March 22, 2011 > Hayward Unified School District Board meeting report
Hayward Unified School District Board meeting report
Public comment centers on potential school closure and reductions to certificated staff
By Robin Michel
"Have Faith. Don't close our school!"
Although closure of an alternative school in the Hayward Unified School District was not on the March 9 Board of Education meeting agenda, there has been enough discussion in the district's Fiscal Integrity and Transparency Advisory Group (FITAG) to create a groundswell of activism among parents, students, teachers and classified staff who turned out en masse to plead for the continued operations of Faith Ringgold Art and Science Elementary School. Every seat was taken, with many parents holding small children on their laps in order to free up additional chairs-and still, the crowd spilled into the lobby.
More than a dozen adults gave stirring and thoughtful public comment while students in the audience as young as kindergarten age held up yellow signs reading "Have Faith," or green signs urging the Board, "Don't close our school!" Each talked about what the program meant to them and their families or students, in terms of improved test scores and having a sense of belonging, of true community. One parent of a fifth grader described her daughter as an atypical student who would be lost at a traditional school, not understood and picked on. "She is thriving at Faith Ringgold," the mother said, "she is reading The Iliad, her academics are stellar, and she is a wonderful person to be around."
Many of the teachers spoke of the Quality Education Investment Act (QEIA) grant that supported programs at Faith Ringgold, including the smaller class size that was raising test scores and helping to create a community that supported learning and individuality among students. Another mentioned how not only would one school close, but all the students distributed to other sites would increase class sizes elsewhere. "It is a choice school," said one parent. "It is not a private school or for the privileged," she added, "but a school that gives parents a choice."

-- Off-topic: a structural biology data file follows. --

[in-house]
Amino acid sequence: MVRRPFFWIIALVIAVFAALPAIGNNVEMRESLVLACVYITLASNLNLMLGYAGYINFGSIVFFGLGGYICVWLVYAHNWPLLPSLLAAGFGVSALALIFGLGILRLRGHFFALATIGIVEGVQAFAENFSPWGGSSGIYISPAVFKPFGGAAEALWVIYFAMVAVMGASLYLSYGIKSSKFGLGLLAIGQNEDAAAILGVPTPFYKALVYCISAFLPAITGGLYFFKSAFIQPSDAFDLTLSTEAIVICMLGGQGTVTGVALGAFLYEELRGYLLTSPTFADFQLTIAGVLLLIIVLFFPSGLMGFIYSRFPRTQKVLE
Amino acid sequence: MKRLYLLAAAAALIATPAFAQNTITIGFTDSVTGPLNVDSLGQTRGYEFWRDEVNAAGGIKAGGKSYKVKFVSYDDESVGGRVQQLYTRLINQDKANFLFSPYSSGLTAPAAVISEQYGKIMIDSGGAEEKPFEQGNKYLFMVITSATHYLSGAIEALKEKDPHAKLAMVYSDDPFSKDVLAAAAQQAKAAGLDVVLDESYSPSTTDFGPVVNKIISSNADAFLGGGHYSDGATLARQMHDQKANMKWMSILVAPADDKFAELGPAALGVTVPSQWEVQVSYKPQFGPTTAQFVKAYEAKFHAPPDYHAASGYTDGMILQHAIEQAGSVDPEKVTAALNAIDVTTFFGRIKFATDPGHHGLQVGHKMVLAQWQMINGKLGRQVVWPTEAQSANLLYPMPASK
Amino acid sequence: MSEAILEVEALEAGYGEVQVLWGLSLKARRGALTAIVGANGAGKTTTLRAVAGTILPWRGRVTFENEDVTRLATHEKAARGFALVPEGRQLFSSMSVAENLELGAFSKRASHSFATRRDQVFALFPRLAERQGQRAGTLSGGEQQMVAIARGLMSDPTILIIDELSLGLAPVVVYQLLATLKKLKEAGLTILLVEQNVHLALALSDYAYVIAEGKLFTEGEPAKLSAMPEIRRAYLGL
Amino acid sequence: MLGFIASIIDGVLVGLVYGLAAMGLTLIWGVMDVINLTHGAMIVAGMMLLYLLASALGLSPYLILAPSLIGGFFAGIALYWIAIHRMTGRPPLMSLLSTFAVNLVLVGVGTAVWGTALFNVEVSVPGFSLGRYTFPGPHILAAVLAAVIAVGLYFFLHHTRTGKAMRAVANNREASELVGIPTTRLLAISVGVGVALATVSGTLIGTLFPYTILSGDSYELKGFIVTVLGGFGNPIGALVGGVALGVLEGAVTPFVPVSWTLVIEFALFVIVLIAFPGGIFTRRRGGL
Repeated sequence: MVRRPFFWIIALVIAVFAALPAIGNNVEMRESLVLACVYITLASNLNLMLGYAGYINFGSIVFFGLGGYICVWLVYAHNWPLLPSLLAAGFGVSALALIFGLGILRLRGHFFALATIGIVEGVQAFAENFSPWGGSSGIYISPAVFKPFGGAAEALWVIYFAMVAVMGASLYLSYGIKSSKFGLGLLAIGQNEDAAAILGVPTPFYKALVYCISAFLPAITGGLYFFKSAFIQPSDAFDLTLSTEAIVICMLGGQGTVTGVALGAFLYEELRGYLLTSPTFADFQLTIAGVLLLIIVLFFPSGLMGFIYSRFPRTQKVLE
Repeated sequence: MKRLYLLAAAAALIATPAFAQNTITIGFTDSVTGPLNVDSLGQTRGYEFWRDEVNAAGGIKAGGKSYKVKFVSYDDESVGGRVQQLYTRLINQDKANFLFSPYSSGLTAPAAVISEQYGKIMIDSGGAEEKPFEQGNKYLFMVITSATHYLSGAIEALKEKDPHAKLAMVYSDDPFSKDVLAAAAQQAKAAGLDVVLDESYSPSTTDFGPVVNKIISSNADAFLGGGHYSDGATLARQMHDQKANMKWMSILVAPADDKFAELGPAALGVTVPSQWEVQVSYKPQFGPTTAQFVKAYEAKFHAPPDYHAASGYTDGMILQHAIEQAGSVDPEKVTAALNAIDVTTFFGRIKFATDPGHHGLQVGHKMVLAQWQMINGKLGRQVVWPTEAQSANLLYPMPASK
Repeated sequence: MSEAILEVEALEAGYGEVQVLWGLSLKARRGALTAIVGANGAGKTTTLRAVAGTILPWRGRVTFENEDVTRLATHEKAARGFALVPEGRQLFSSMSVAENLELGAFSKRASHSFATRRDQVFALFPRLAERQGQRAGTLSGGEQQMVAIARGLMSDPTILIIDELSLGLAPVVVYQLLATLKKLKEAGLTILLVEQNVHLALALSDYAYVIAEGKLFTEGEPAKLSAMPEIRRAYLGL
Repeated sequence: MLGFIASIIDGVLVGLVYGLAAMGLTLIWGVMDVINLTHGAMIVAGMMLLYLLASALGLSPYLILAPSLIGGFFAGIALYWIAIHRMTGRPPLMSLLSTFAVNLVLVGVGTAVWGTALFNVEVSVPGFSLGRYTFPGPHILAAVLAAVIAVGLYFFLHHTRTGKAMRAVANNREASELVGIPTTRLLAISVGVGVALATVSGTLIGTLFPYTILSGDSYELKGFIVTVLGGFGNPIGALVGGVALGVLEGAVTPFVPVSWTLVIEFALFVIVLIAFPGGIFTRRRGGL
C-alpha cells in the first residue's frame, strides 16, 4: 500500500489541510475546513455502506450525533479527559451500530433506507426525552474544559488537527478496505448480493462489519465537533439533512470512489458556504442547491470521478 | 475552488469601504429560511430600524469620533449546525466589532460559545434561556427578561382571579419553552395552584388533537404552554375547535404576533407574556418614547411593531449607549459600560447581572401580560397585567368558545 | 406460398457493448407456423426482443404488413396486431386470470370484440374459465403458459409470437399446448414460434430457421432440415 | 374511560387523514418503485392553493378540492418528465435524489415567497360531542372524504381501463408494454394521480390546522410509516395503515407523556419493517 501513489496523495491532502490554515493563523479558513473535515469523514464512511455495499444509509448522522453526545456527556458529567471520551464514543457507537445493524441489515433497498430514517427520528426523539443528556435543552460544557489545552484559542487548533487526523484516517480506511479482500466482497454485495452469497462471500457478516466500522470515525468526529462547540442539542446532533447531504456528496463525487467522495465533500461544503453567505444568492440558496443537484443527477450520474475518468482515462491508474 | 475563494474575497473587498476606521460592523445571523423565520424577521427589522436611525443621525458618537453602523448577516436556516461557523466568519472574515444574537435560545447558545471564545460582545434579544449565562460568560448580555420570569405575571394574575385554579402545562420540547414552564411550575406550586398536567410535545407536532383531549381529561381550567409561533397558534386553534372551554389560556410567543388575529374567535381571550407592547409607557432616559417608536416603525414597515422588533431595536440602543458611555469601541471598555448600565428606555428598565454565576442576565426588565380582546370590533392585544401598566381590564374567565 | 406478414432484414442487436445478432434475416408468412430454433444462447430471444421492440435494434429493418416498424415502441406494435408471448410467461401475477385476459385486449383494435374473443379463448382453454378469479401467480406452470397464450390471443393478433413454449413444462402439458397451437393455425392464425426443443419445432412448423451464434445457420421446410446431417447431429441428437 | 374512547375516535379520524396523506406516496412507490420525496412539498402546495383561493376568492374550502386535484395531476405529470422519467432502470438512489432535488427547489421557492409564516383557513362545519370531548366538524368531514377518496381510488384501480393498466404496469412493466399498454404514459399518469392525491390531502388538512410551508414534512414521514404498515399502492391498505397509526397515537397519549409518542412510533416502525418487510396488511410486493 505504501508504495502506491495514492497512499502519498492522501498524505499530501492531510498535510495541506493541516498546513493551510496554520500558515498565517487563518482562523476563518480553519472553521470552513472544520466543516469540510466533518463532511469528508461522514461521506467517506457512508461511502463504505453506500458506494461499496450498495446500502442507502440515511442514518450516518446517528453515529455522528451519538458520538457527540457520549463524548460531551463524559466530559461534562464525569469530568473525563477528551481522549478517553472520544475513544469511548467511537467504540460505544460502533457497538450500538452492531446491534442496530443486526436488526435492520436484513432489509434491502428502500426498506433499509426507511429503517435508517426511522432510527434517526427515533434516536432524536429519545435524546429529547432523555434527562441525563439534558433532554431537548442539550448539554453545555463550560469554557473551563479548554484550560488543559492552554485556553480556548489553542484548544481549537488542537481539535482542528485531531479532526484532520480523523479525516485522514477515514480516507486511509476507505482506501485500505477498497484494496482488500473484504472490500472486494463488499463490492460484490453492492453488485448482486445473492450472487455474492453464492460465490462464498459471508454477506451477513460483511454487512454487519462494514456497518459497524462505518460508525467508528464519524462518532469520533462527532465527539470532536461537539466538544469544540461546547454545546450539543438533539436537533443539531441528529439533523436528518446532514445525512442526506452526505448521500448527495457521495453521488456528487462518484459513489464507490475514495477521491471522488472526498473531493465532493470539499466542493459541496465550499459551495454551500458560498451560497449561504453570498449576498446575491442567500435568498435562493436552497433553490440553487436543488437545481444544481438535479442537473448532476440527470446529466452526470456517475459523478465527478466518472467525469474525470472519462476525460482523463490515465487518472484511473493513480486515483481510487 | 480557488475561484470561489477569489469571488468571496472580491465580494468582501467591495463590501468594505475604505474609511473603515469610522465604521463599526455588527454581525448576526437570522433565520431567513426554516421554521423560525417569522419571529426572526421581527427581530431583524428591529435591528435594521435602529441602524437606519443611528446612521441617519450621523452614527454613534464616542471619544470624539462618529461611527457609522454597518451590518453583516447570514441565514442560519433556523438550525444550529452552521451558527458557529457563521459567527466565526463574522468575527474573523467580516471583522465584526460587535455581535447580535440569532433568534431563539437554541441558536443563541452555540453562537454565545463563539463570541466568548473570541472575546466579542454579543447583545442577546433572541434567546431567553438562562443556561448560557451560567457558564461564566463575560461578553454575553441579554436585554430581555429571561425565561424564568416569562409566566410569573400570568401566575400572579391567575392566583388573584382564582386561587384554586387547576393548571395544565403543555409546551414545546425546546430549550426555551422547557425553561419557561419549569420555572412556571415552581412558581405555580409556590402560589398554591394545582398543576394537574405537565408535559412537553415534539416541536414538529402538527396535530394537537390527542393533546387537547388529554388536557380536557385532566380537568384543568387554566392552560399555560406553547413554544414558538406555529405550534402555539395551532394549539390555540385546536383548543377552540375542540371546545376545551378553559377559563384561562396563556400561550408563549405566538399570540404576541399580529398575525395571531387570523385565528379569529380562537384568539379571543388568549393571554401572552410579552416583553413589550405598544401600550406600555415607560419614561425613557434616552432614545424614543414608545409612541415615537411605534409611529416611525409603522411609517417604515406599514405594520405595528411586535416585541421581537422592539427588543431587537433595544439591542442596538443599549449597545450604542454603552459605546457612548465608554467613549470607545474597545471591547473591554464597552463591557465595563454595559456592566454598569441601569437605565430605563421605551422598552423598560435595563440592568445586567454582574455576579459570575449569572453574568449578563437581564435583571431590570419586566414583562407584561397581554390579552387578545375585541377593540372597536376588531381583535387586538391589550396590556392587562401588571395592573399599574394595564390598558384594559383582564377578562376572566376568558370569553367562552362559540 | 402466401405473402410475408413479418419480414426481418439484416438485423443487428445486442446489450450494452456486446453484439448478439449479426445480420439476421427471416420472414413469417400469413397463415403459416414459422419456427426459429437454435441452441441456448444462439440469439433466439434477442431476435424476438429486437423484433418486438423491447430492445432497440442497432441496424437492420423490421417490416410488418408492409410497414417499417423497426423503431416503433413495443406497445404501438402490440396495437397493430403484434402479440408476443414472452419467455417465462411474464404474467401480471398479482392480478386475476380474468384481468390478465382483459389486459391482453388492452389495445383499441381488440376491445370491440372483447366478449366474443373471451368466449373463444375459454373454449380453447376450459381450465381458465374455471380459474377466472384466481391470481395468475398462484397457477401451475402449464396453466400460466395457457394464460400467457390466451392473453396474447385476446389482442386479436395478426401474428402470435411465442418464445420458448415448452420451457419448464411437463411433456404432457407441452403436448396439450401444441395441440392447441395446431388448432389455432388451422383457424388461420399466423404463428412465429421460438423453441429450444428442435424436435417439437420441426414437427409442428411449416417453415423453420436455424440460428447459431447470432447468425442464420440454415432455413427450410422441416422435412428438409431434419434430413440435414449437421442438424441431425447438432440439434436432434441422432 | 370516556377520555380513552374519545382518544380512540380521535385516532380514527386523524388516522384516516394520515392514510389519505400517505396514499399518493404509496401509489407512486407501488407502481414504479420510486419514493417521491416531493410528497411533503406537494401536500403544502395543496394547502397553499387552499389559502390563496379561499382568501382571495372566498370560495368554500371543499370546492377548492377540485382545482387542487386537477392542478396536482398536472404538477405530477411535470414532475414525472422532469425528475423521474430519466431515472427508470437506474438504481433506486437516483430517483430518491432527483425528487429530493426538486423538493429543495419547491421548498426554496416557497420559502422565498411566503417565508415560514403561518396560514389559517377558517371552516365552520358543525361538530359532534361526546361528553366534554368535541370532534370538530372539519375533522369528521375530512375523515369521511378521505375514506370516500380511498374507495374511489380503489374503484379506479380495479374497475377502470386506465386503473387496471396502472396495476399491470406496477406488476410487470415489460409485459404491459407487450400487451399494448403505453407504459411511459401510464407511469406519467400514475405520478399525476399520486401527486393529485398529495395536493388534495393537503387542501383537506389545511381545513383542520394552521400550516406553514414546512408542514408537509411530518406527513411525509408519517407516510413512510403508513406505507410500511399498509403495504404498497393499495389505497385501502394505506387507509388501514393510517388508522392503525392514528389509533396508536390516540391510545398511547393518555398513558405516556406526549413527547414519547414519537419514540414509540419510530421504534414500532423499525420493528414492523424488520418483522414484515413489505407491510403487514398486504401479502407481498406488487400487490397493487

Board President Lisa Brunner invited all students to come forward and speak. Kindergartener Lola said, "Please don't close my school! I will collect cans to help keep it open."
A twelve-year-old student with autism said, "Less kids means more learning and I will be smarter." Many spoke of how they were part of a community and accepted for who they were. As one student said, "That's what makes it so special-acceptance."
Board members thanked the community for turning out to speak on behalf of their school. Trustee Maribel Heredia said that she has always and will continue to support choice for parents. Trustee Jesus Armas thanked those who provided additional information (i.e. grant funding, test scores, etc.) and that he was open to meeting with representatives of the "Faith Community." He added, "The key seems to be offering the program...not to be bound by the facility, [but in keeping] the program."